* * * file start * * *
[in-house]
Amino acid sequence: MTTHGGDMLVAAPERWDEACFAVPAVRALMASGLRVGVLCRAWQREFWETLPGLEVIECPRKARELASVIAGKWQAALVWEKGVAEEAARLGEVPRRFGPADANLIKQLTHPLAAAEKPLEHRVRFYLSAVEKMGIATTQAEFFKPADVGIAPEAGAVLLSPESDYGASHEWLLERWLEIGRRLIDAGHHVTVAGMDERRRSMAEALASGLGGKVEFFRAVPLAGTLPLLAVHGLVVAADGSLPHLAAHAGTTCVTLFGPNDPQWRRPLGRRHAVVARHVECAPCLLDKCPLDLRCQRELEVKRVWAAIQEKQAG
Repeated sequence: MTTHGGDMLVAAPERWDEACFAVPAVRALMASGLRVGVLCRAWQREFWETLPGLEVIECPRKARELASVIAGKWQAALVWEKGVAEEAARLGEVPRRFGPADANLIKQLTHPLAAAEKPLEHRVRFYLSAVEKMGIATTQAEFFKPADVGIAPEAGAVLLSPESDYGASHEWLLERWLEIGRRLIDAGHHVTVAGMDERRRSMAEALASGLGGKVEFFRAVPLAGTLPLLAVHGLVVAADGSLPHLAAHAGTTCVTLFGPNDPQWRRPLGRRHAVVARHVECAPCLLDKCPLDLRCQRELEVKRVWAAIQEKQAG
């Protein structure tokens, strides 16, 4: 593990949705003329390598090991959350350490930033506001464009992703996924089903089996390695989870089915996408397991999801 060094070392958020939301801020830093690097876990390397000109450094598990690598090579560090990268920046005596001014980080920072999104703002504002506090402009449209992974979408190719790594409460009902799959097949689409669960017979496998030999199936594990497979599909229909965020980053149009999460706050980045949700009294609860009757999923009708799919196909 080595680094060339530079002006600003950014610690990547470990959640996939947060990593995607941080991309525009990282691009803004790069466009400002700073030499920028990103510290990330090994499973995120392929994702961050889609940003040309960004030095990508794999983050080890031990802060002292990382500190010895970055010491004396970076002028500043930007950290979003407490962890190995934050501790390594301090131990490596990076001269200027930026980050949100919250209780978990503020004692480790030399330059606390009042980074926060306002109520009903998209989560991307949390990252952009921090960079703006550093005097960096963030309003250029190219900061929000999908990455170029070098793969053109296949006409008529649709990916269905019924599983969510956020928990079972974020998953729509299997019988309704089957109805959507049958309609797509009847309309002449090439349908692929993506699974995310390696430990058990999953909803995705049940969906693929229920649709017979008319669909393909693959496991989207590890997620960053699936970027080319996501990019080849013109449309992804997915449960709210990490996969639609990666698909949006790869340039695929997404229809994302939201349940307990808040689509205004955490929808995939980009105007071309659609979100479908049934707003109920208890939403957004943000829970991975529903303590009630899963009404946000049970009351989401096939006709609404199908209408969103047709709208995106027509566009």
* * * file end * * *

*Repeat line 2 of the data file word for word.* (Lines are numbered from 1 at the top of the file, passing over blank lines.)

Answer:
Amino acid sequence: MTTHGGDMLVAAPERWDEACFAVPAVRALMASGLRVGVLCRAWQREFWETLPGLEVIECPRKARELASVIAGKWQAALVWEKGVAEEAARLGEVPRRFGPADANLIKQLTHPLAAAEKPLEHRVRFYLSAVEKMGIATTQAEFFKPADVGIAPEAGAVLLSPESDYGASHEWLLERWLEIGRRLIDAGHHVTVAGMDERRRSMAEALASGLGGKVEFFRAVPLAGTLPLLAVHGLVVAADGSLPHLAAHAGTTCVTLFGPNDPQWRRPLGRRHAVVARHVECAPCLLDKCPLDLRCQRELEVKRVWAAIQEKQAG